This grim background gives the new film some karmic weight. It all starts out promisingly a bit more than a decade ago as a nuclear plant in Japan has a meltdown, perhaps due to a concurrent and mysteriously regular seismic disturbance. The guy in charge (Bryan Cranston, looking bug-eyed crazy) and his wife (Juliette Binoche, looking fab) are harshly effected by the disaster, and when “Godzilla” zips up to the present day, their Seal-team son (Aaron Taylor-Johnson) finds himself dragged back into the mystery as the seismic drumbeats start up again. Also on board are a freaked-out Japanese scientist (Ken Watanabe, with odd English diction) and his Sancho Panza, a sidekick (Sally Hawkins) who doesn’t seem to have a name and exists mainly to provide expository dialogue.

Director Gareth Edwards, whose only previous series credit was the independent thriller “Monsters,” does a fine job here with Spielbergian camera moves and composite shots, plus that hard-to-capture sense of overwhelming awesomeness,

Predictably, on a human level, “Godzilla” is meh. The human “star” actors don’t last long, and the second-string actors who carry the rest of the film are, as you might expect, fall under Godzilla’s shadow. They’re mostly reduced to staring upward in horror or dusting themselves off after being buried by rubble.

The real stars are the monsters. Big, big, sprawling monsters. There’s the Big G himself (The film notes state that Godzilla is 350 feet tall, but who’s measuring?) plus some awkward-looking insectoid / pterodactylish / bullfroggy creatures they call “Mutos.” Godzilla spends much of the film getting from here to there so he can thrash them. Godzilla is so focused on this that he doesn’t notice the convoy of US Navy ships keeping him close company, or that he’s stomped Waikiki into brightly-painted rubble. Big G doesn’t even stop to eat.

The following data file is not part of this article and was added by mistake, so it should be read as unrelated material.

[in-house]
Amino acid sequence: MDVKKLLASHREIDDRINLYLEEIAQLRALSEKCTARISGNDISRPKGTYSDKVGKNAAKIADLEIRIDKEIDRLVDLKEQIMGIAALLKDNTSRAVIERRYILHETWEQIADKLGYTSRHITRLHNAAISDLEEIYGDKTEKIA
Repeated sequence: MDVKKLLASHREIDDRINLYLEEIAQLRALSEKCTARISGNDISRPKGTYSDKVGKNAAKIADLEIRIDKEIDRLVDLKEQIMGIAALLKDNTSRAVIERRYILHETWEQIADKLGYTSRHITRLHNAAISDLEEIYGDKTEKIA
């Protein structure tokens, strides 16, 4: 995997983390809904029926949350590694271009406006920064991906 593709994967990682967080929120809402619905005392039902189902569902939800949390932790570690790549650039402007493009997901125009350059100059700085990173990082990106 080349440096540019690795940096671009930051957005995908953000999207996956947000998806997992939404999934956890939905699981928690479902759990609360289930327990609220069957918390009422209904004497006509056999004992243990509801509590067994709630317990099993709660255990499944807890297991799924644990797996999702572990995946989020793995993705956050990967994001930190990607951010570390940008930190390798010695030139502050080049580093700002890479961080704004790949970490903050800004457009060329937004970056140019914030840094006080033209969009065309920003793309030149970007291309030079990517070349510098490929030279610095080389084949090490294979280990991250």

Come to think of it, there’s been a curious switch in Godzilla’s diet since 1954. Instead of being a poster child for the horrors of nuclear radiation, Godzilla and the Mutos “eat” radiation for breakfast. Godzilla has retained his morning-after radiation breath, however.

Eating radiation? So much for science.

Hey, Mr. Science, can there really be giant monsters like Godzilla?

Actually, no. The problem is the tensile strength of the average cell. There is an upper limit to how much strain can be placed upon the cells in bones and muscles, and the enormous mass of such a creature would rend the cells apart. Even though some of the dinosaur sauropods were dozens of feet long, they were long and narrow in their physical structure. Cetaceans such as whales have large body mass, but they are supported by water, which is 800 times denser than air. Not to mention the caloric intake required by a Godzilla-sized creature to supply nutrients throughout its gigantic frame. A monster the size of Godzilla would collapse under its own mass, the pressure actually liquifying the body cells into a kind of protein ooze.

Gee, Mr. Science, you’re kind of a bummer. Think I’ll escape reality by going to the movies.

 

Let’s get back posting!

Written by Burl on October 8th, 2013

This is a snapshot taken of the Ops Building tower. Click on it to get a full-size image.

 

Sunday Matinee … OK, I’ve been away

Written by Burl on April 29th, 2013

 

Sunday Matinee: Conspiracy Theory

Written by Burl on January 6th, 2013

 

Who You Hear What I Hear?

Written by Burl on December 24th, 2012

 

Heavy Meddle, Tesla Style

Written by Burl on December 20th, 2012